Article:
Counterfeit Products

QUESTION:

I sold a counterfeit CD to a stranger for 200 tenges…

I sold a counterfeit CD to a stranger for 200 tenges featuring some 100 works, and got a claim for 31,998,000 tenges in damages from the copyright society and 80,000 tenges in damages from the performer association. Are their actions justified? What is the procedure for assessing damages in relation to counterfeit products?

ANSWER:

Pursuant to the Kazakh Copyright and Neighboring Rights Law, Art. 2, clause 4, a counterfeit copy of an item that is copyrighted or subject to related rights, a copy of a work, recorded rendition, phonogram, broadcasts by broadcasting companies or cable operators, whose making, dissemination or other use results in a breach of the copyright or neighboring rights by virtue of the provisions hereof or international treaties ratified by the Republic of Kazakhstan. Any copyrighted or neighboring rights protected item shall be deemed counterfeit if it has copyright information on it deleted or modified without the copyright owner’s consent, or if such item was made with illegal equipment enabling one to bypass the technical aids of enforcing copyright or neighboring rights;

According to article 48 of the Law, anyone who breached the copyright or neighboring rights protected by this Law will be subject to administrative or criminal liability according to the Kazakh law.

The following is not permitted with respect to works or items subject to neighboring rights:
1. Undertake any actions without the author’s or other rightholder’s consent seeking to lift the restrictions on the use of works or items subject to neighboring rights established by operation of the technical aids for protection of copyright or neighboring rights;
2. Manufacture, distribute, hire out, provide for temporary use, import, or advertise any device or its components, use them to generate revenues or provide services in the events where doing so renders impractical the use of technical aids for protection of copyright or neighboring rights, or results in the technical aids becoming unable to protect the said rights;
3. Delete or modify any rights management information without the author’s or other rightholder’s consent;
4. Reproduce, distribute, import for distribution purposes, perform in public, publicly communicate by cable or broadcast, give publicity to works or other items subject to neighboring rights, with respect whereto any information on the management of property-related rights has been deleted or modified.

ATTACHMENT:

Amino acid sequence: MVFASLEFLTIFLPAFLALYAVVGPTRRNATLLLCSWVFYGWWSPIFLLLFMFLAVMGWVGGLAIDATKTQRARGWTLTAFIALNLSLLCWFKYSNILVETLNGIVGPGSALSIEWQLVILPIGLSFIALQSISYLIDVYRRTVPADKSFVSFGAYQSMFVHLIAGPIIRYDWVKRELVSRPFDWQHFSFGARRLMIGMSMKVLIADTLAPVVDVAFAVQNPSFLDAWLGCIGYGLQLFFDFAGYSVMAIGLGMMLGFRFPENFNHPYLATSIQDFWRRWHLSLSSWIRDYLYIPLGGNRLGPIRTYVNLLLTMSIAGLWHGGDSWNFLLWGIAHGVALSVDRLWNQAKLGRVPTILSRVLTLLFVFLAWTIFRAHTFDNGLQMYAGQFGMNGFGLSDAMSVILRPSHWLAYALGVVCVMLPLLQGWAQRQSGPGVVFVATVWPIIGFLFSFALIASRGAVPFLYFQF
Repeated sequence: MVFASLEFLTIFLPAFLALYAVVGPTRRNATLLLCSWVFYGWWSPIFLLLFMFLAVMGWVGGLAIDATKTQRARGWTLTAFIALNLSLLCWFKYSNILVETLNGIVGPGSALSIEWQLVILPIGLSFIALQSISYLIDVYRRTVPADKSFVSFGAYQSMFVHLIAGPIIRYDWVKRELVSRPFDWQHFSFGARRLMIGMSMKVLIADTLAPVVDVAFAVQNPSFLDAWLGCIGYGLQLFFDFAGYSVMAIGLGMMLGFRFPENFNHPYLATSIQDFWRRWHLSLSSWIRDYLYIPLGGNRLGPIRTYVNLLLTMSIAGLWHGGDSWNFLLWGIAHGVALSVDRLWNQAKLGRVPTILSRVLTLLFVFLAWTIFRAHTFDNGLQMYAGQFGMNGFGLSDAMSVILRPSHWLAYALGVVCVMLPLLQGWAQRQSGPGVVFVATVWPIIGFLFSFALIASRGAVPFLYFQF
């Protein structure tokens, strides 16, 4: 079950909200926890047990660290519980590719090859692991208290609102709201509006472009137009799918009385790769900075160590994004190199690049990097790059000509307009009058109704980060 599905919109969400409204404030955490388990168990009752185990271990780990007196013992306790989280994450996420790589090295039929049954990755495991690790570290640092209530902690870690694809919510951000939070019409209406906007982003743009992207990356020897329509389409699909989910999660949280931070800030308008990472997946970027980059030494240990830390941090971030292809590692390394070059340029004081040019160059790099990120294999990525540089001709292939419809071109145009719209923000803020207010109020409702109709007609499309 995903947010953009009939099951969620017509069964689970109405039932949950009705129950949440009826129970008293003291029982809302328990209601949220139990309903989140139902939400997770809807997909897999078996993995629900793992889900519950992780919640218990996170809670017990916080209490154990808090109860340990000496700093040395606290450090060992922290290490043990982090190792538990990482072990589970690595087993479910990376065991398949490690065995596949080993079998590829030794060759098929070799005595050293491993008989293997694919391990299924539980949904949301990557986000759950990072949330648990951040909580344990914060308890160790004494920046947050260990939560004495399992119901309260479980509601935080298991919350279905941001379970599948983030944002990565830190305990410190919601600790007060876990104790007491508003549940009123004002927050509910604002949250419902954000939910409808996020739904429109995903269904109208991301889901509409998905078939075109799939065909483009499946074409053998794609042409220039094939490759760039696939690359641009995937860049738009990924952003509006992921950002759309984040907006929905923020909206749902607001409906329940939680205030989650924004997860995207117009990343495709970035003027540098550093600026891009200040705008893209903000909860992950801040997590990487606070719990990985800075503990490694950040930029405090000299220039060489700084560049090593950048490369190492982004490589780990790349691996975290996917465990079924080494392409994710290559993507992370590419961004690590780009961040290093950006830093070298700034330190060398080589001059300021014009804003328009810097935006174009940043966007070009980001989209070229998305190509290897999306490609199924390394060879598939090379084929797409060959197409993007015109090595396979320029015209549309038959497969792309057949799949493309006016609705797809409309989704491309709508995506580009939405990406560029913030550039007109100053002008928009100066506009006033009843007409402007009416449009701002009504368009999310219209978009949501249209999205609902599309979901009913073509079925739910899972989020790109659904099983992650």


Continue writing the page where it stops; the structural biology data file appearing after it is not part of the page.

Pursuant to art. 16, clause 2; art. 37, clause 2, subclause 2; and art. 38, clause 2, subclause 1 of the Law, the Exclusive Copyright (of a performer or phonogram producer) for a composition (phonogram) is defined as a right to undertake, or to permit or prohibit to undertake the following actions: reproduce the composition (right to reproduction) or other actions provided for in the said clauses of the article
Pursuant to clause 2, subclause 19 of the Law, reproduction is defined as the production of one or more permanent or temporary copies of a work or items subject to neighboring rights, in full or in part, whether directly or indirectly, using any method or in any form. Reproduction types include production of an audio or video record, making one or more copies of a two-dimensional or three-dimensional work, as well as any permanent or temporary storage of works and items subject to neighboring rights in any tangible form.
Pursuant to the Kazakh Law, art. 49, clause 1, subclause 6, copyright and neighboring rights are protected by court by way of: payment of a compensation whose amount must be between 20 (twenty) and 50,000 (fifty thousand) minimal wages as established by the Kazakh law. The compensation amount is determined by court instead of damages or income recovery;
According to the Kazakh Law “On Republican Budget for 2011-2013”, art.9, clause 1 of January 01, 2011, the approved minimal wage represents 15,999 tenges.
Therefore, the compensation amount determined by court must be between 319,980 and 799,950,000 tenges.
Thus, the damage is evaluated for each work on a case-by-case basis, with the minimum evaluated amount of 20 minimal wages, which is 319,980 tenges. In our case, 100 works will amount to 31,990,000 tenges
The performers association uses other criteria to evaluate the damage:
It means that each phonogram recorded to a physical medium is evaluated separately, taking into account the performer’s and the phonogram producer’s rights. To be more precise, each phonogram is evaluated relying on the retail price of this kind of physical carrier. For example: phonograms on CDs with CDA or MP3 extension are evaluated to be worth of 800 tenges, for the retail price of an official disk in such formats is 800 tenges depending on the composition and the market price fluctuations involving this kind of products. Therefore, compositions in DVD or audio-video formats cost 1,200 tenges, which may also depend on the composition and the market price fluctuations involving this kind of products.
In exceptional cases, damage may be evaluated relying on other grounds, for example, on the basis of contractual relations between the producers of audio-video products and phonogram producers, on the one hand, and the rightholders who provided the issue of such products for reproduction, on the other hand.
Note that the compositions recorded on physical carriers, rather than the disks being the physical carriers, are deemed counterfeit. Therefore, the damage is evaluated separately with respect to each composition recorded on such carriers.

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